Criticisms of Medicare for All spread myths
Rising premiums and declining coverage have led growing numbers of Americans to consider a system of national health insurance, a system of Medicare for All. A majority of Democrats in the House of Representatives, 15 senators, and large majorities of Democratic presidential primary voters have endorsed Medicare for All. Recently, we endorsed Medicare for all in an open letter that concluded that “a program of Medicare for All (M4A) could be considerably less expensive than the current system, reducing waste and profiteering inherent in the current system, and could be financed in a way to ensure significant financial savings for the vast majority of American households.” Other economists led by Michael Boskin have challenged this conclusion in an open letter from economists “on Medicare for All plans.” Unfortunately, Boskin’s letter adds nothing to our understanding of the economics of Medicare for All. It combines misinformation and political rhetoric, demonstrating that there are only poor arguments for retaining a wasteful system of private health insurance.
The Boskin letter’s suggestion that free markets can provide healthcare is fundamentally misguided. Far from a solution, reliance on markets is the problem in our healthcare system. There is no free market in healthcare and the lack of regulation has allowed a few powerful pharmaceutical and hospital companies to exploit the rest of us, employers and employed alike. Increasing reliance on markets rather than government regulation explains why healthcare costs and prices have risen so much faster in the United States than elsewhere.
Whatever the merits of laisser faire in perfectly competitive markets, this does not apply to healthcare. Kenneth Arrow demonstrated decades ago how distinctive features of healthcare require public regulation. Far from perfectly competitive markets with multiple independent agents and perfect information, healthcare is provided by a relatively small number of providers, many of whom exercise significant monopoly power, and sell to patients under conditions of limited information and uncertainty. When many deal with uncertainty by buying insurance, adverse selection and moral hazard give insurance companies interests antagonistic to their subscribers. Unregulated markets allow monopoly providers to raise prices to levels virtually unrestrained by highly inelastic demand for life-saving products.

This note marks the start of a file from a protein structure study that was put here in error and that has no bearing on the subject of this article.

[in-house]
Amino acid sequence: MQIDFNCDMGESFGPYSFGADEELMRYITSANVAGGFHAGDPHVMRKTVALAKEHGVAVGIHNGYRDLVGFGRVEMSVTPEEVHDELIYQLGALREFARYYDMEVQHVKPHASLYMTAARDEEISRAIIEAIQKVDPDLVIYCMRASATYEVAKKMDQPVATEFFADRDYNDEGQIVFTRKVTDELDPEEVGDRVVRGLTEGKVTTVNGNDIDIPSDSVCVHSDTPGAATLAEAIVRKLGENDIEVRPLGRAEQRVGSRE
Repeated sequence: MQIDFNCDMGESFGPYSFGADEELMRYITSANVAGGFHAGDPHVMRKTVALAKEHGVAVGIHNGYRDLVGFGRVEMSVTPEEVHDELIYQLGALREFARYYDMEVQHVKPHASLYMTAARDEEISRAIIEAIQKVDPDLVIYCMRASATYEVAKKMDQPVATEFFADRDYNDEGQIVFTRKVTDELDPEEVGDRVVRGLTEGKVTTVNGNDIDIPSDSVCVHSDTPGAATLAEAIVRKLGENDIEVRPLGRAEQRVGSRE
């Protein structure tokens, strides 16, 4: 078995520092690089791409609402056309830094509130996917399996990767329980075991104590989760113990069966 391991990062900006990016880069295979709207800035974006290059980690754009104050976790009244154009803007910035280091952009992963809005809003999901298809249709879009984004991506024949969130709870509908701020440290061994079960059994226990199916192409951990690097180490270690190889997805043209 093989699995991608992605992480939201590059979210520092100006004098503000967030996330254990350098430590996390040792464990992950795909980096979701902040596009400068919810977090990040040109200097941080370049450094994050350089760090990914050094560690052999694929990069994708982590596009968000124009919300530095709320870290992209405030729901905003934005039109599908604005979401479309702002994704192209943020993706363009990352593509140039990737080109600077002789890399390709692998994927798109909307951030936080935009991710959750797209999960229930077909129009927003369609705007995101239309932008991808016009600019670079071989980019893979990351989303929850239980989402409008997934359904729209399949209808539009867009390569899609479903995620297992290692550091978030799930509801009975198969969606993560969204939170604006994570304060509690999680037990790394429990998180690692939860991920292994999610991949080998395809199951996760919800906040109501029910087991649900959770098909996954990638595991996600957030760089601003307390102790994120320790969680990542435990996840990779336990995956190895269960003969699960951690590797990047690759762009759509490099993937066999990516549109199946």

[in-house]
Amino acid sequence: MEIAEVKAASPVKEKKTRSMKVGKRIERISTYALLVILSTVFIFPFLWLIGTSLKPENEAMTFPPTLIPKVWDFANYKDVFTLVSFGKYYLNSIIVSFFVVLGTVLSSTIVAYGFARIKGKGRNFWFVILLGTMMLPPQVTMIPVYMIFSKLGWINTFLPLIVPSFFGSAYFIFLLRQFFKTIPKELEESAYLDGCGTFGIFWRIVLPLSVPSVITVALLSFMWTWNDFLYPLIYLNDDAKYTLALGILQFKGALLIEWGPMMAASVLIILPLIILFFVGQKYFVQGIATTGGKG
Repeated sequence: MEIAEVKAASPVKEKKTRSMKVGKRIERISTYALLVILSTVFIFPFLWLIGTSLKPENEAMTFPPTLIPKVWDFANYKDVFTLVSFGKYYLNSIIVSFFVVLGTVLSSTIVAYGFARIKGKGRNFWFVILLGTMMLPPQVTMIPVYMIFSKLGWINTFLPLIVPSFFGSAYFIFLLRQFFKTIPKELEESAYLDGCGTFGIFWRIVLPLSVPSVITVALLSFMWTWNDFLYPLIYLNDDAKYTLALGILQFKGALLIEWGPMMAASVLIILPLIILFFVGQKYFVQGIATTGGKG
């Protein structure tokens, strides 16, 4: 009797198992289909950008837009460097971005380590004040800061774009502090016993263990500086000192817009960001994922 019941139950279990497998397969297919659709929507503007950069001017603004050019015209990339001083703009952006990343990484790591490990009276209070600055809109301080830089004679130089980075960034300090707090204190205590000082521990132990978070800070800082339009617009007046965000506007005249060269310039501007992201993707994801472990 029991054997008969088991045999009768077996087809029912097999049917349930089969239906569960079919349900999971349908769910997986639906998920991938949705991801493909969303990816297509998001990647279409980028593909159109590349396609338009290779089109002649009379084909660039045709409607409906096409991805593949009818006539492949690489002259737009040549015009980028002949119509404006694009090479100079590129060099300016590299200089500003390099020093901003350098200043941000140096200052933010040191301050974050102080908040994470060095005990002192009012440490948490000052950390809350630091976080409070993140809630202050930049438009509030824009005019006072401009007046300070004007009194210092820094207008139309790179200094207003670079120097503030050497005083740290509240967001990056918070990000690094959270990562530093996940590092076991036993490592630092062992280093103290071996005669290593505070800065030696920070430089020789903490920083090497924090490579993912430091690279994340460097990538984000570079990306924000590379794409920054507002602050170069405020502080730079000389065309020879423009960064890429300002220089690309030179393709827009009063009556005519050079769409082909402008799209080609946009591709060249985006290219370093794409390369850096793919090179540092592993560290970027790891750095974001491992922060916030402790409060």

The Boskin letter reasserts the fallacious claim that federal spending under Medicare for All would increase by more than $32 trillion over the decade 2022-31. This overstates additional federal spending in two ways. First, It under counts projected federal spending by $7.5 trillion. Furthermore, it is based on a study that seriously exaggerates increases in spending and understates savings to be achieved through Medicare for All, contradicting a plethora of studies demonstrating that Medicare for All would generate dramatic savings from reducing administrative waste and monopoly prices and would lower the cost of health care even after taking account of the cost of covering the uninsured and the underinsured.